Shopping in the Grand Bazaar


Image courtesy of Beth Santos.

One of the largest and oldest covered bazaars in the world greets you like nothing you’ve seen before. Get lost in the maze of 3,000 shops, and take a moment to close your eyes and imagine what it might have been like to walk through this bazaar a thousand years ago (but make sure to hang onto your bag when you do it).

When you leave the bazaar, stop by Kerwan Carpet, Kilims & Suzani, an amazing lantern and gift shop that we fell in love with in Istanbul. Tell the owner, Şerif, we said hello.

Hookah at Harab’be Cafe


Image courtesy of Beth Santos.

You haven’t had hookah until you’ve done it outside a small alley bar adorned with hanging Turkish lanterns. With the heat that accompanies Istanbul’s summer, sitting outside with some apple shisha at midnight, especially after a late-night Ramadan picnic in the park, might be the best feeling in the world.

A Turkish coffee break


Image courtesy of Beth Santos.

Though not really consumed in the morning, Turkish coffee serves as a delicious digestif after your meal. Don’t drink it down – it’s served with the grounds still inside. Find a cute little restaurant for some cheap grub outside of the touristy areas, and soak in the slow European lifestyle fused with the regular calls to prayer.

Where to stay

The rooftop of the Adamar Hotel. Told you it was close to everything! Image courtesy of Beth Santos.

Thanks to a generous offer for a free stay, we took a night in the Adamar Hotel, right in the center of the Sultanhamet (read our full disclosure statement). The boutique hotel features bright rooms with Turkish accents just steps from restaurants, bars, and some of our favorite “one day in Istanbul” sights.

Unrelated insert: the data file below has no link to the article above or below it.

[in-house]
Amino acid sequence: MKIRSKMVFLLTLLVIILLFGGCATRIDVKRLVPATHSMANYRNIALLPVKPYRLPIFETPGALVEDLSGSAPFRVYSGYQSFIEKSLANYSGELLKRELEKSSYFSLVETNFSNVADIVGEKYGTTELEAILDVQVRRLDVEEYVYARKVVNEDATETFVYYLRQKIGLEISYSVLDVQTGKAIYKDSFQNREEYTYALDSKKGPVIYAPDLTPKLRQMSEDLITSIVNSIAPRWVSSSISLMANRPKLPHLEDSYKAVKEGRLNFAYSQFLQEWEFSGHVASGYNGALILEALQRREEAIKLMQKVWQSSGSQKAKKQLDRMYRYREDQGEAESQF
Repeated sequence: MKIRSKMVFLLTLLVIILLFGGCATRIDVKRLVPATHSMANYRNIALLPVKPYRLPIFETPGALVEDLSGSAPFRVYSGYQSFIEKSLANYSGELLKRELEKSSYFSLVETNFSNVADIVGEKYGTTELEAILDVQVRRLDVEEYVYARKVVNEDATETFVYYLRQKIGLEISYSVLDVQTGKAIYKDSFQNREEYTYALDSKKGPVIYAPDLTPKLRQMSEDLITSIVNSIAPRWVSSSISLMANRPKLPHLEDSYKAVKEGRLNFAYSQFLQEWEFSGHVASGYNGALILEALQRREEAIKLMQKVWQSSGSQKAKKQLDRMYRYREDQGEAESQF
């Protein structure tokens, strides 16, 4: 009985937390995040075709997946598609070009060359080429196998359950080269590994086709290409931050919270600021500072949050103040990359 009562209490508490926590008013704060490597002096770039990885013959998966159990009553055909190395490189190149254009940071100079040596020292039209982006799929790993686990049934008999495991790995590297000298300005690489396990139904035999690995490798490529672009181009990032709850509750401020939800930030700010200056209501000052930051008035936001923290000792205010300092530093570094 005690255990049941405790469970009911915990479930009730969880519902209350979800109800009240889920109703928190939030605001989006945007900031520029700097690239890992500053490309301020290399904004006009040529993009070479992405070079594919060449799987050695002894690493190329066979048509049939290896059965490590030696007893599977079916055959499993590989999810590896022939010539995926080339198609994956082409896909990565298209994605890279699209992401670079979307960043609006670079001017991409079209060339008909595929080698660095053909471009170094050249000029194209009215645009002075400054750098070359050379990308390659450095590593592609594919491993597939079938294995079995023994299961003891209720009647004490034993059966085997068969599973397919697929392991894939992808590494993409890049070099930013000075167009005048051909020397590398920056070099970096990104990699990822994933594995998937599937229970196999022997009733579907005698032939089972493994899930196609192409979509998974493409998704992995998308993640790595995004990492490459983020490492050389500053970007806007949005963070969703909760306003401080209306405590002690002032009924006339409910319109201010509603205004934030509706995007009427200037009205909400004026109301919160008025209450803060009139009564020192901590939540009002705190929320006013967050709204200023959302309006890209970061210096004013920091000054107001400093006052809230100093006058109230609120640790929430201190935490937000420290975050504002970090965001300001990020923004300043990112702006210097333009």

Don’t miss breakfast in the hotel’s panoramic restaurant. They have some of the best fruit you’ve ever eaten, including bananas with honey + walnuts and cinnamon apples. But if you’re really looking for an experience, grab a drink on the rooftop bar where you can see the Hagia Sophia, the Blue Mosque, and the Asia side of Istanbul all in one glimpse.

Don’t forget

Your headscarf.


Image courtesy of Beth Santos.

Though you won’t need to wear it all the time, buying a Turkish cotton or silk headscarf is a great souvenir that will come in handy when visiting mosques. It’s also helps block the hot Turkish sun!

Gender divisions.

When near religious sites, you may notice that men and women are separated in things such as washing stations. Keep your eyes open, and be aware of social cues when necessary.

Our review was unanimous: One day in Istanbul isn’t nearly enough. But if you happen to be passing through, don’t just stay near the airport. There’s a lot you can do in a little time, and you’ll be a better traveler for it.

What are some of your top picks in Istanbul? Share with the Go Girl community in the comments section below!